CBS This Morning co-host Harry Smith offered a typically sappy and supportive Bill Clinton interview in the 7:30 half hour on Monday. Our Kyle Drennen will have more on that later today. But bias aside, can we just suggest that viewers should expect a news anchor who does his homework? In reporting on Andrew Young's remarks that Clinton is as black as Barack Obama, Smith called him "your UN ambassador," and Clinton had to correct him: he was a UN ambassador for Jimmy Carter.
Then Smith turned to Clinton saying he always opposed the Gulf War. He said "I did a little Googling," and found that all Clinton said was we should let the inspectors do their work. Harry Smith has the resources and the tape library and the high-faluting Tiffany Network traditions of CBS News -- and he's Googling by the seat of his pants at 4 in the morning? He should have found what ABC's Jake Tapper found, and he could it have Googled it from NewsBusters:
Late in the last decade, liberal legal eagle Alan Dershowitz wrote a book called "Sexual McCarthyism," in which he made the "compelling" analogy about Joe McCarthy searching for fake communists, just as Bill Clinton was recruiting fake...sex partners? This old book is relevant only because The Washington Post selected Dershowitz as the book reviewer for Bill O'Reilly's new book "Kids Are Americans Too."
Dershowitz began by noting factual errors in the book, a routine task for a critic. But quickly, he dipped into the sexual harassment lawsuit of former O'Reilly producer Andrea Mackris. Instead of reviewing the book, then Dershowitz turned it into a screed mocking O'Reilly as a hypocrite. For example:
Why would Barbara Walters make Bill Clinton a Most Fascinating Person of 2007? She explained it on Thursday’s Good Morning America: “We didn't want a political candidate, but I mean he has had such a year. Wrote another best-selling book, Giving, traveled all over the place. And we talked to him about what it was like to be, you know, what he thinks it's going to be if she wins.”
But the ooziest, least credible part came when GMA co-host Robin Roberts asked Walters “What do you make of the partnership between Bill and Hillary Clinton?” Walters laid on the lovey-dovey-Clintons line, thick as an oil slick: “Well, you know, we asked him, for example if he does, you know, text messaging. And he said no, he calls her because he has to hear her voice. He knows from the moment she says hello what kind of a day it is for her. Well, that's the only kind of relationship you can have if you're very close and, you know, obviously, they are.”
The recent setback in Venezuelan strongman Hugo Chavez’s efforts to proclaim himself ruler for life were stunning to ABC News woman Barbara Walters. "I was amazed that he, that he didn’t get to be president for life."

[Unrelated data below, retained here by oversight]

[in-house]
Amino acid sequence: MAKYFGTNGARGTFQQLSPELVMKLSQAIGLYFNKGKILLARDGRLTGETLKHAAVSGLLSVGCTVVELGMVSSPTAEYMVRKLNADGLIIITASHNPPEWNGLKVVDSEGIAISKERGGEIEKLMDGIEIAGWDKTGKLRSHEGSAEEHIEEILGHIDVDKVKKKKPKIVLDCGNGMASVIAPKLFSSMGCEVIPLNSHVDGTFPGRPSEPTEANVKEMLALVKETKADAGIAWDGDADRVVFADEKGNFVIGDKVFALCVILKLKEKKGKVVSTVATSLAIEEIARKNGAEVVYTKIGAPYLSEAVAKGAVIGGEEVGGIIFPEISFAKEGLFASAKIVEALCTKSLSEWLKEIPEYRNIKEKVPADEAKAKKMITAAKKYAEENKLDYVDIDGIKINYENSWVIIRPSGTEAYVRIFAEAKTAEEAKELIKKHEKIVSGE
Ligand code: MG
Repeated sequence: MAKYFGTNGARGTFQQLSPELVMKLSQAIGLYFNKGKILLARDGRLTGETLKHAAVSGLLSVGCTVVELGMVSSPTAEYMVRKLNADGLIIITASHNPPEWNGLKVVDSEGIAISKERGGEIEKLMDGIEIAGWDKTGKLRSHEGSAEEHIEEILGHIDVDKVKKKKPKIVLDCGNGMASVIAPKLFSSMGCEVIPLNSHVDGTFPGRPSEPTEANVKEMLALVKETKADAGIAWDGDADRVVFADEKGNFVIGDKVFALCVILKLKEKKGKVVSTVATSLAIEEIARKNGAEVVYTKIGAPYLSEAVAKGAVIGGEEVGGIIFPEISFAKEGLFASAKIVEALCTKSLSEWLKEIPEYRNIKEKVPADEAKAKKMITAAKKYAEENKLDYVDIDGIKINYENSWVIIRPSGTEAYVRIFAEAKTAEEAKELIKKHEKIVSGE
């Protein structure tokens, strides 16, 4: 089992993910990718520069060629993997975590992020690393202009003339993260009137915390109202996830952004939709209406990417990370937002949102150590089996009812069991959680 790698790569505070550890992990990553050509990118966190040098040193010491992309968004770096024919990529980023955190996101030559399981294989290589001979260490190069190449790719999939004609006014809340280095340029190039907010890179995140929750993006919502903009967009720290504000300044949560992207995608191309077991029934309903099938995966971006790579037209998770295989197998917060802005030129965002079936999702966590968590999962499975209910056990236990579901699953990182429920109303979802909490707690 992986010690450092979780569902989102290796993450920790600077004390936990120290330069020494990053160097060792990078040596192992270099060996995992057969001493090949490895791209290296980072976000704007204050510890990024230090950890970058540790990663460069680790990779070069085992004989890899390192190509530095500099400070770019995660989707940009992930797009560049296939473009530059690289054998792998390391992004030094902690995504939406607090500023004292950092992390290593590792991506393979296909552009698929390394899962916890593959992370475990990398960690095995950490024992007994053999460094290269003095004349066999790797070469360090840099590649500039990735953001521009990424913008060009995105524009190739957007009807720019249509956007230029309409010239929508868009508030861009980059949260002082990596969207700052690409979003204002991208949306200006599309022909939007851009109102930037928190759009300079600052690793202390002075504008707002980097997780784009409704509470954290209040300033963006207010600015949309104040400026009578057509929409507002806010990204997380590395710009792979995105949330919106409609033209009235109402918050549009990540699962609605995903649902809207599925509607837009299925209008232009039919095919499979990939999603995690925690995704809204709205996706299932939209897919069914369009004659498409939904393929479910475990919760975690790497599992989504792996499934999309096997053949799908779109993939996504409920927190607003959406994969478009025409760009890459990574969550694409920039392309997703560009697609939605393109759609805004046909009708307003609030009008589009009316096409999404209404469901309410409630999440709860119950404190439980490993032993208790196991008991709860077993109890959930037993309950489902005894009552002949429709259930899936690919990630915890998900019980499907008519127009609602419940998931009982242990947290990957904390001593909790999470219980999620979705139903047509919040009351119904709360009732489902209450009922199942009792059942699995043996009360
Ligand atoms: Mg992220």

Perhaps Barbara was shocked that the people would rise up against this charismatic man she’d already wrapped into her special on the Ten Most Fascinating People of 2007. When asked if Hugo’s setback made him less fascinating, Walters said no, that "we try to have people that do positive things." But her actual profile of Chavez (recycling a March interview) turned a bit dreary. Her enthusiasm cooled enough that she actually edited more emotional quotes (both from Walters and Chavez) out of the brief profile.
James David Dickson of The American Spectator reviewed our book Whitewash on Blogcritics:
"In the general election," counsels Jonah Goldberg, "audiences will remember Whitewater, Travelgate, illegal fundraising, bimbo eruptions and impeachment. If they don't, you can be sure Republicans will remind them. Fair or not, the Republicans' intense dislike of Hillary will underscore the idea that a vote for her is a vote for more of the same rancor."
Whitewash is a great place to start in producing this rancor. As to whether conservative journalists will have any success cajoling their mainstream brethren to join them, that, like Hillary's election next November, is far from inevitable.
Some conservatives have insisted that the Republican nominee can't win merely by offering negatives about Hillary Clinton scandals, even if Dick Morris did call her "The Tornado" for all the trouble she caused. It's not up to the GOP to remind people of Hillary scandals. It's up to the conservative New Media.
In the fall edition of Ms. magazine, author L.S. Kim interviewed former ABC news anchor Carole Simpson to discover that it used to be that the news was presented "not in the public’s interest, but in white men’s interest." If that sounded plausible forty years ago, it certainly does not today. But feminist bloggers thought that Kim's article was "one of the standout articles." Here's how Kim quoted Simpson:
As Carole Simpson, a trailblazing African American woman who was ABC’s former weekend anchor for World News Tonight, explains, the news of old wasn’t delivered by men but solely decided by them. " And they were usually white, middle-aged, and upper-middle-class," says Simpson, currently a faculty member at Emerson College School of Communications. "The news they presented was not in the public interest, but in white men’s interest. News about, for, and by women was relegated to ‘women’s pages’ or ‘women’s shows.’"